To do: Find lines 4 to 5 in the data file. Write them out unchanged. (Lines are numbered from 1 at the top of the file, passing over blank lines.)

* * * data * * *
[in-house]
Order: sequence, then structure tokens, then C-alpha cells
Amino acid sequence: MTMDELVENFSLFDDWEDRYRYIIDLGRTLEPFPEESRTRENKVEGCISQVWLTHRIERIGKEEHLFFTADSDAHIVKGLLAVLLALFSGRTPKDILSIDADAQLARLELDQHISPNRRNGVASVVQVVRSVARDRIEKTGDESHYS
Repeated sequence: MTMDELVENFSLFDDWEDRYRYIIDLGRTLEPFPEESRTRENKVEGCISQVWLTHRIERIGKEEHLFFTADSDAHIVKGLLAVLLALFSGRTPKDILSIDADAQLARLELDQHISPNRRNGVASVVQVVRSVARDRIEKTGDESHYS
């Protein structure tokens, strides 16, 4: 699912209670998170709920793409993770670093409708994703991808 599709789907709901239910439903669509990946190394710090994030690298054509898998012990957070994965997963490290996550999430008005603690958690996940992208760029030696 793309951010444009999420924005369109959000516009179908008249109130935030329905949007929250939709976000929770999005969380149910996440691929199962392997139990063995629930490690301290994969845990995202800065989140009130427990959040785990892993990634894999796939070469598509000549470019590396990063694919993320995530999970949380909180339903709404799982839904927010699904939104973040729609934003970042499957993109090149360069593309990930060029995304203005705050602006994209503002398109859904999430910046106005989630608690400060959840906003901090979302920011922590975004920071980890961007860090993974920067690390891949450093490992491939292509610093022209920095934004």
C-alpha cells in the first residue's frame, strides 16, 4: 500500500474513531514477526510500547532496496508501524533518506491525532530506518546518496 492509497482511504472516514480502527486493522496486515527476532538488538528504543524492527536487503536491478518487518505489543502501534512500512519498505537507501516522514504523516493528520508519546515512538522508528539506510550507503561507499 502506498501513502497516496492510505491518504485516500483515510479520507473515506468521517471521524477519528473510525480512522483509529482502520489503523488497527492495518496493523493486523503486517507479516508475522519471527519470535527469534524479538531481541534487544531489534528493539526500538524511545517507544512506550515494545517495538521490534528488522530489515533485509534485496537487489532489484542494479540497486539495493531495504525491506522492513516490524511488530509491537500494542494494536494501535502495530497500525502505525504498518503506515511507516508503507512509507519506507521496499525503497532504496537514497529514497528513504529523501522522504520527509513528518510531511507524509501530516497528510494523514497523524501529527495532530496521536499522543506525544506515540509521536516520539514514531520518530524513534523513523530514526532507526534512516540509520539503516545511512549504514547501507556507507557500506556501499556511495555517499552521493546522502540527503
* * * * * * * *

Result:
Repeated sequence: MTMDELVENFSLFDDWEDRYRYIIDLGRTLEPFPEESRTRENKVEGCISQVWLTHRIERIGKEEHLFFTADSDAHIVKGLLAVLLALFSGRTPKDILSIDADAQLARLELDQHISPNRRNGVASVVQVVRSVARDRIEKTGDESHYS
């Protein structure tokens, strides 16, 4: 699912209670998170709920793409993770670093409708994703991808 599709789907709901239910439903669509990946190394710090994030690298054509898998012990957070994965997963490290996550999430008005603690958690996940992208760029030696 793309951010444009999420924005369109959000516009179908008249109130935030329905949007929250939709976000929770999005969380149910996440691929199962392997139990063995629930490690301290994969845990995202800065989140009130427990959040785990892993990634894999796939070469598509000549470019590396990063694919993320995530999970949380909180339903709404799982839904927010699904939104973040729609934003970042499957993109090149360069593309990930060029995304203005705050602006994209503002398109859904999430910046106005989630608690400060959840906003901090979302920011922590975004920071980890961007860090993974920067690390891949450093490992491939292509610093022209920095934004």